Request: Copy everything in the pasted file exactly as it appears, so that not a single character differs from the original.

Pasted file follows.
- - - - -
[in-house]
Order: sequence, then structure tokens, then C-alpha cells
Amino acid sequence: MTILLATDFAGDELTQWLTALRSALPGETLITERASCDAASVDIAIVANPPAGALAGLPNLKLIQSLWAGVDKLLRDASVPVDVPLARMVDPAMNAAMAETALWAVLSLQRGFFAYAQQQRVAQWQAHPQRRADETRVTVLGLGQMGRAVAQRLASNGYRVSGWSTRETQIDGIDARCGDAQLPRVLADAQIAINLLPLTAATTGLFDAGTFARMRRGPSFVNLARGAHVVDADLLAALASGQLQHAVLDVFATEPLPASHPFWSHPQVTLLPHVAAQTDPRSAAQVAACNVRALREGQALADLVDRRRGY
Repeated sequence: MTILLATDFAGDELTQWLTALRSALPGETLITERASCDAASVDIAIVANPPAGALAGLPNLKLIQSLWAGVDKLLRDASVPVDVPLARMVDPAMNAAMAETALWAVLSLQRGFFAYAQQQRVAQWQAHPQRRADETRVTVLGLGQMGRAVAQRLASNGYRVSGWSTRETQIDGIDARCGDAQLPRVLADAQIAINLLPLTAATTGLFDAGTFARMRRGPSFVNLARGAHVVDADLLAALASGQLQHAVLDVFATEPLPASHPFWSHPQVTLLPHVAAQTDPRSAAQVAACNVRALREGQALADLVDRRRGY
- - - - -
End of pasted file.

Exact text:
[in-house]
Order: sequence, then structure tokens, then C-alpha cells
Amino acid sequence: MTILLATDFAGDELTQWLTALRSALPGETLITERASCDAASVDIAIVANPPAGALAGLPNLKLIQSLWAGVDKLLRDASVPVDVPLARMVDPAMNAAMAETALWAVLSLQRGFFAYAQQQRVAQWQAHPQRRADETRVTVLGLGQMGRAVAQRLASNGYRVSGWSTRETQIDGIDARCGDAQLPRVLADAQIAINLLPLTAATTGLFDAGTFARMRRGPSFVNLARGAHVVDADLLAALASGQLQHAVLDVFATEPLPASHPFWSHPQVTLLPHVAAQTDPRSAAQVAACNVRALREGQALADLVDRRRGY
Repeated sequence: MTILLATDFAGDELTQWLTALRSALPGETLITERASCDAASVDIAIVANPPAGALAGLPNLKLIQSLWAGVDKLLRDASVPVDVPLARMVDPAMNAAMAETALWAVLSLQRGFFAYAQQQRVAQWQAHPQRRADETRVTVLGLGQMGRAVAQRLASNGYRVSGWSTRETQIDGIDARCGDAQLPRVLADAQIAINLLPLTAATTGLFDAGTFARMRRGPSFVNLARGAHVVDADLLAALASGQLQHAVLDVFATEPLPASHPFWSHPQVTLLPHVAAQTDPRSAAQVAACNVRALREGQALADLVDRRRGY